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Moving Back Home After Living Abroad – A Survival Guide

by Stephanie Koathes Aug 12, 2019

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“There’s no place like home.”

Dorothy, The Wizard of Oz

There really is nowhere quite like home, but if you’ve ever spent a significant amount of time abroad, you’ll know that coming home can be hard. Whether you’ve been gone for six months or a decade, it opens your eyes to a lot of things and changes your definition of home. You get used to a new culture, speed of living, new food, new people, new sights, sounds, and experiences.

While you’re gone, you miss things about home, but when you come home, you miss things about your life abroad. The adjustment can be quite difficult, and we don’t often discuss it.

As someone who has spent some time living abroad, I’m sharing some tips that will hopefully help you better adjust to being back home if you’re struggling.

Accept that things have changed

Something you need to accept as early as possible is that you’ve changed. You’ve been exposed to a different culture, a different way of life and diverse perspectives. You are not going to be exactly the same person as when you left; you’ll have different opinions and ideas. This can affect the way that you relate to people and how you see situations now that you’re home. Don’t try and force yourself to be the person you were before, you’ve grown and changed, and that’s a good thing. But be aware that you might not think the same way as those around you and this can interfere with relationships.


Even if you made an effort to stay in contact with your family and friends while you were gone, being together in person is different. Make it a priority to spend time reconnecting with people. Be aware that it might take some time to get back to the place where you once were.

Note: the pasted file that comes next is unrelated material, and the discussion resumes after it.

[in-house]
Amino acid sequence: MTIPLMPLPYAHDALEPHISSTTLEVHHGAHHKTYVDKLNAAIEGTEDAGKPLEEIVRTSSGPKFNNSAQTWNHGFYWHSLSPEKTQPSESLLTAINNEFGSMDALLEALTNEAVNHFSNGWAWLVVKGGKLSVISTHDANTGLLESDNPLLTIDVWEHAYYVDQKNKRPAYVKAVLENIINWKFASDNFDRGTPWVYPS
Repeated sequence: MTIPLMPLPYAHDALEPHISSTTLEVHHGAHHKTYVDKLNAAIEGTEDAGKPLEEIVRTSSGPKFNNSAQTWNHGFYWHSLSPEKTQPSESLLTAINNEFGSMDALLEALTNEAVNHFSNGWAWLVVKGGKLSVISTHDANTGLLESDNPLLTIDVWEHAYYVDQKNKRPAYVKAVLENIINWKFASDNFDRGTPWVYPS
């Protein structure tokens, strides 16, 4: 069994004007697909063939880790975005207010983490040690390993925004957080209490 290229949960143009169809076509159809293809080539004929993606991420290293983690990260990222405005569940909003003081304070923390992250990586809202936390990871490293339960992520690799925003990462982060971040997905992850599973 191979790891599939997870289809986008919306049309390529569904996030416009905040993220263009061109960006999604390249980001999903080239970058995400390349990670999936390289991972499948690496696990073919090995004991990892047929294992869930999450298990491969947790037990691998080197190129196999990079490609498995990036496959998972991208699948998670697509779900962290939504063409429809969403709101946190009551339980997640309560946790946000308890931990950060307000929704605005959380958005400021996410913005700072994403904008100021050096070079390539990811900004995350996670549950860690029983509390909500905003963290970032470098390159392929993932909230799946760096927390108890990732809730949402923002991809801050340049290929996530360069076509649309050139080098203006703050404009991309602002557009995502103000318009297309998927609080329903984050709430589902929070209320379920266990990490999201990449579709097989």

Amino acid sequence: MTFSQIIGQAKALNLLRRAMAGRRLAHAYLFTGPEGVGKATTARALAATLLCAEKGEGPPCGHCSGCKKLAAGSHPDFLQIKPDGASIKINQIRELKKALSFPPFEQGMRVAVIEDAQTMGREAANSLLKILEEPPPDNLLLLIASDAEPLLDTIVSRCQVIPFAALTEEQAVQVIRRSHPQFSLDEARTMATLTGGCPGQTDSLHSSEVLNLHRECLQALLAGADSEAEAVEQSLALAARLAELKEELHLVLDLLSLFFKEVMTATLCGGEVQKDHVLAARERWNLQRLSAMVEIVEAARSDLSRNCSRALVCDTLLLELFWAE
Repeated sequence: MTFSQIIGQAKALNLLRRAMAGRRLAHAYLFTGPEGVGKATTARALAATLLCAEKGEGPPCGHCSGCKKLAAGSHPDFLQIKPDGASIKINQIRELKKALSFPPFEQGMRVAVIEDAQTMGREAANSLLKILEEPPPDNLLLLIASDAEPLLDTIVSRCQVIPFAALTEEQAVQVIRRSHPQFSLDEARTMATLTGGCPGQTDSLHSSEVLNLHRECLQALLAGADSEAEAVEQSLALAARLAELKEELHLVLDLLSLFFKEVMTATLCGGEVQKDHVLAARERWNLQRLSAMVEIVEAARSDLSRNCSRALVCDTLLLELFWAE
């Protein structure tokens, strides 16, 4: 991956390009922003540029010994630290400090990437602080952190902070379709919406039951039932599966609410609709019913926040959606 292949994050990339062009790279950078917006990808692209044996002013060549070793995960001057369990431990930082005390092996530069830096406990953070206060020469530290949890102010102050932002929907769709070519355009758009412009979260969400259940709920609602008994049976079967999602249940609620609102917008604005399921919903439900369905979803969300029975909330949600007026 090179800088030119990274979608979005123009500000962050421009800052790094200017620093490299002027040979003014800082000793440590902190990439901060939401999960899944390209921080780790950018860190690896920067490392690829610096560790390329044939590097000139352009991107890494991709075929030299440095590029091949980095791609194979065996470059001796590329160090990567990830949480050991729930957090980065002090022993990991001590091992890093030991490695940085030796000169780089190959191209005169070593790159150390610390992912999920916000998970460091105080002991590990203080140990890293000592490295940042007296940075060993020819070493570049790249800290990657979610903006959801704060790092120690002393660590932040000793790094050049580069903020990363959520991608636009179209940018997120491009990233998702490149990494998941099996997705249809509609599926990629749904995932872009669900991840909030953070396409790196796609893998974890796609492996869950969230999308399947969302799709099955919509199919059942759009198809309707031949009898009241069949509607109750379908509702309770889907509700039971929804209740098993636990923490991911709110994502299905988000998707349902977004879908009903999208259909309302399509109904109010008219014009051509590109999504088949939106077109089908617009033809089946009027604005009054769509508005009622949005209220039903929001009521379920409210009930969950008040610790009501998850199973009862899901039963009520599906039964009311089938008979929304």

Connect with like-minded people

Your experiences living away can make you feel alienated in a way from those who don’t understand what it’s like. Try to connect with people who have also lived abroad, who can understand and empathise with the adjustment you’re going through. It’s good to have someone who knows that you’re going through and with whom you can share your experiences and thoughts.

Manage your expectations

Your expectations of people and organisations might be different. Try not to spend your time or energy comparing how things were done where you were living versus at home.

Expect culture shock

Change happens quickly for people and places. The country will have changed while you were gone as well, particularly if you’ve been away for a long time. You might come home to find everything from new establishments and roads, to cultural changes such as new expressions and mannerisms. There are subtle changes you might not notice when you come home for vacation. Mentally prepare for a little culture shock when you return.

Find things that remind you of your adopted home

There are things that you had access to in your adopted home that you’re going to miss dearly. I miss having access to lots of different cheeses and cold cuts at fairly low prices. I also really miss pâtisseries (pastry shops). Now that you’re back home, it’s going to be more difficult to access certain products, but chances are you can find a few things. If you can, splurge on occasion on something you used to enjoy where you were living.

Remember the things you missed

For me, I missed banana chips. I also missed not having to put on socks and boots to go outside in December. It’s easy to dwell on the things that you can’t do or no longer have access to now that you’re home. Try instead to focus on the things now have in easy reach: your family, friends, the beach, or banana chips. You’re back where you know the land, the language, the culture, and how to handle yourself, remember what you’ve gained by returning.

Have a plan

Try to have enough funds put away for at least a year. The economy at home is different from where you were. If you’re looking for a job, be prepared mentally and financially to wait a while until an opportunity opens up.

Re-learn your country

Home has changed in the time you’ve been gone. Re-learn it! Explore, visit old haunts that have changed and new places that you hadn’t discovered. It’s easy to take home for granted. Use your return to really discover your birthplace. Check out our Ultimate Jamaican Bucket List and start crossing things off!